Valeant Stands Out
Canada’s main stock index edged higher on Wednesday, lifted by health-care that overcame losses in gold and utility issues.
The S&P/TSX Composite Index recovered 6.87 points to wind into noon hour ET at 16,129.12
The Canadian dollar jumped 0.37 cents at 77.49 centsU.S.
The industrials sector slid led by declines in the shares of Canadian National Railway. The railroad operator said it would invest $340 million in British Columbia.
On the matter of the North American Free Trade Agreement, Mexico’s economy minister said he expects a better than 50% chance of reaching an agreement this year.
Health-care stocks again carried the day, as Valeant Pharmaceuticals ballooned $1.80, or 5.9%, to $32.40, while Canopy Growth took on 16 cents to $39.78.
In the gold sector, Alacer Gold Corp climbed seven cents, or 3%, to $2.39, while Ivanhoe Mines dipped four cents, or 1.2%, to $3.32.
The biggest drag on the TSX was Dream Global REIT, which slipped 44 cents, or 2.9%, to $14.60, following an equity offering.
Hudson’s Bay Co. recovered from a negative morning to spring ahead 16 cents, or 1.5%, to $10.62, after analysts cut price targets following dismal first-quarter results.
It’s been a busy day in the economic docket, with Statistics Canada reporting that Canada’s exports rose 1.6% to a record $48.6 billion in April, while imports were down 2.5% to $50.5 billion. As a result, Canada’s merchandise trade deficit with the world narrowed from $3.9 billion in March to $1.9 billion in April.
Also, the agency said municipalities issued $7.8 billion worth of building permits in April, down 4.6% from March. Declines were reported in every component except commercial buildings.
Western University’s IVEY Business School’s Purchasing Manager’s Index (seasonally adjusted) for May stands at 62.5, indicating that purchases were considerably lower than the previous month. That compares with 71.5 in April, and with 53.8 in May 2017
The TSX Venture advanced 4.09 points to 771.94
Eight of the 12 TSX subgroups were higher by noon, mostly health-care, racing 2.9%, consumer discretionary stocks, up 0.5%, and information technology, clicking higher 0.3%.
The four laggards were weighed most by gold, tailing 0.6%, utilities, cooling 0.5%, and consumer staples, off 0.4%.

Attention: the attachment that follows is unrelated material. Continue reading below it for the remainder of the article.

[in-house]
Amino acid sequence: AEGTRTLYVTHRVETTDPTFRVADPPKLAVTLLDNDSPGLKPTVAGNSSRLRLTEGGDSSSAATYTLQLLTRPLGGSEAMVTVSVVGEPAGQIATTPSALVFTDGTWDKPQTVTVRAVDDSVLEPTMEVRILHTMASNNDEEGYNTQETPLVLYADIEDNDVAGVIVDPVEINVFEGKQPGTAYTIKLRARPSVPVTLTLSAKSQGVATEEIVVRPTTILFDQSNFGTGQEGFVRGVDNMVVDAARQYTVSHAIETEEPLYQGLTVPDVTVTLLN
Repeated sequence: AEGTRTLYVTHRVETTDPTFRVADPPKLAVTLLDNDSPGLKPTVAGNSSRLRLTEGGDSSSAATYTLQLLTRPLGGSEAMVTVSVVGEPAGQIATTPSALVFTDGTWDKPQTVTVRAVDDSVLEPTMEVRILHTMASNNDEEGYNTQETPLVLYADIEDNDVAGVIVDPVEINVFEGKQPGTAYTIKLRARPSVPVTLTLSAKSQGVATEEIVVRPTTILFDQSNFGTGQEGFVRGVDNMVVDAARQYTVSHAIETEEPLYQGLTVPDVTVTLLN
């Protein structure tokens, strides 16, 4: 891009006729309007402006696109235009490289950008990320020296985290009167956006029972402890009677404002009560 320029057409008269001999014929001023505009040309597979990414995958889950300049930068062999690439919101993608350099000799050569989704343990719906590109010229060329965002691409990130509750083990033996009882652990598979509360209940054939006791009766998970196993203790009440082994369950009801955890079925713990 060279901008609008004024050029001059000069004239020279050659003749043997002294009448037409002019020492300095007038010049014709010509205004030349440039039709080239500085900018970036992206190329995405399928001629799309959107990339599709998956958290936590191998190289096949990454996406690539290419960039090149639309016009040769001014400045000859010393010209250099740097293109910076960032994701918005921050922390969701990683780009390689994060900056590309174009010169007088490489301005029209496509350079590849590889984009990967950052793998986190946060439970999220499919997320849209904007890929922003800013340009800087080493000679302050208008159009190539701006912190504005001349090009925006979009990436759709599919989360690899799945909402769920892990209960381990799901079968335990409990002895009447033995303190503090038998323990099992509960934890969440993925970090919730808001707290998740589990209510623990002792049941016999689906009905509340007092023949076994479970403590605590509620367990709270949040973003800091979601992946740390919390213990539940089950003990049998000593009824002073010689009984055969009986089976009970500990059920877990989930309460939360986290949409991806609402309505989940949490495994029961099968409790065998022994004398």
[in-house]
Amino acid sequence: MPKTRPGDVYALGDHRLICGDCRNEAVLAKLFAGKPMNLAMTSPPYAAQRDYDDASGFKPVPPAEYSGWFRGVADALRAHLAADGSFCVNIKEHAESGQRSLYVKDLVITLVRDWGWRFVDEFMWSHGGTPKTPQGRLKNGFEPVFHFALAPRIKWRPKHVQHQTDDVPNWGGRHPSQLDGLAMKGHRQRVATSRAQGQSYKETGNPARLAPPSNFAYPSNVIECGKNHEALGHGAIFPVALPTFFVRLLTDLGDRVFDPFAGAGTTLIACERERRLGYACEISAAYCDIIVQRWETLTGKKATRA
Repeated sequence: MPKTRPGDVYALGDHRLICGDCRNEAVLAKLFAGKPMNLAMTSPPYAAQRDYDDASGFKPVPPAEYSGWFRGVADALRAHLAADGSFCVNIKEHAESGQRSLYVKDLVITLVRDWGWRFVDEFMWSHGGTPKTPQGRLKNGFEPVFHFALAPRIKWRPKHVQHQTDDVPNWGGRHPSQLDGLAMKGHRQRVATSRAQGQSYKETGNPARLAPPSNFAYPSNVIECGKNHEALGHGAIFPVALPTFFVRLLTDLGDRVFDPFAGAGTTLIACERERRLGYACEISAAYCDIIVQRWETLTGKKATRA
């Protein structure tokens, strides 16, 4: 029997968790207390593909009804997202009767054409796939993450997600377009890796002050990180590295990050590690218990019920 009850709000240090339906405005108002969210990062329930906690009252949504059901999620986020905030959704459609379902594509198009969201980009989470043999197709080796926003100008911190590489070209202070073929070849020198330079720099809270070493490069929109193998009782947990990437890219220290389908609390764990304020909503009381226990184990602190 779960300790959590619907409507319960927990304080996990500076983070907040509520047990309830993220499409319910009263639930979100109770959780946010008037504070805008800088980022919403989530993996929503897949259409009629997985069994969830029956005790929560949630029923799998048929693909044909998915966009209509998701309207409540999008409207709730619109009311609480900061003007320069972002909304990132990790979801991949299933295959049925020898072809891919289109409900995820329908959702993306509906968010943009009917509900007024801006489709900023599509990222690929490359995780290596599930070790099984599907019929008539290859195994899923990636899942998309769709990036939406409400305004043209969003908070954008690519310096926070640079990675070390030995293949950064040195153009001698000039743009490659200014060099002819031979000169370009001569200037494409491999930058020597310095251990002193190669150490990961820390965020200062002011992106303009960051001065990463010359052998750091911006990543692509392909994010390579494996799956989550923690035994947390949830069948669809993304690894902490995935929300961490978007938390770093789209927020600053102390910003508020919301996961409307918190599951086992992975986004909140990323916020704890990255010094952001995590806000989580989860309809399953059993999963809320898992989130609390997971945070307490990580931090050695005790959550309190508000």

Stocks rose on Wednesday as bank shares rallied on higher interest rates, while Boeing climbed up.
The Dow ballooned 224.24 points to 25,024.22, with Boeing rising 1.9 percent and contributing the most to the gains. J.P Morgan and Goldman Sachs were also among the biggest contributors of gains. The Dow also broke above 25,000 for the first time since May 22.
Shares of J.P. Morgan Chase, Bank of America and Morgan Stanley all rose more than 2%, while Goldman Sachs advanced 1.1%.
The S&P 500 grew 11.53 points to 2,760.33, as financials climbed 1.4%, getting a boost from higher interest rates.
The NASDAQ regained 17.47 points to 7,665.33, as tech tried to regain earlier losses. The index also hit a fresh all-time high earlier in the session.
Tech has been on fire recently, rising more than 6% over the past month to a record high. The best-performing tech names over that time include chip makers Advanced Micro Devices, Micron Technology and Microchip Technology. PayPal, Electronic Arts and Facebook are also up sharply over the past month.
Mexico — one of the biggest U.S. trade partners — unveiled tariffs on Tuesday that target U.S. goods such as pork, cheese and steel. This comes after the Trump administration last week slapped tariffs on steel and aluminum imports from the European Union, Mexico and Canada.
Canada’s Foreign Minister Chrystia Freeland said the country plans to slap dollar-for-dollar tariffs on the U.S. Meanwhile, the E.U. threatened to retaliate with tariffs of its own.
Prices for the benchmark for the 10-year U.S.Treasury slouched, raising yields to 2.97% from Tuesday’s 2.91%. Treasury prices and yields move in opposite directions.
Oil prices dipped 83 cents at $64.49U.S. a barrel.
Gold prices stayed positive $2.10 to $1,304.30U.S. an ounce.
This article provided by NewsEdge.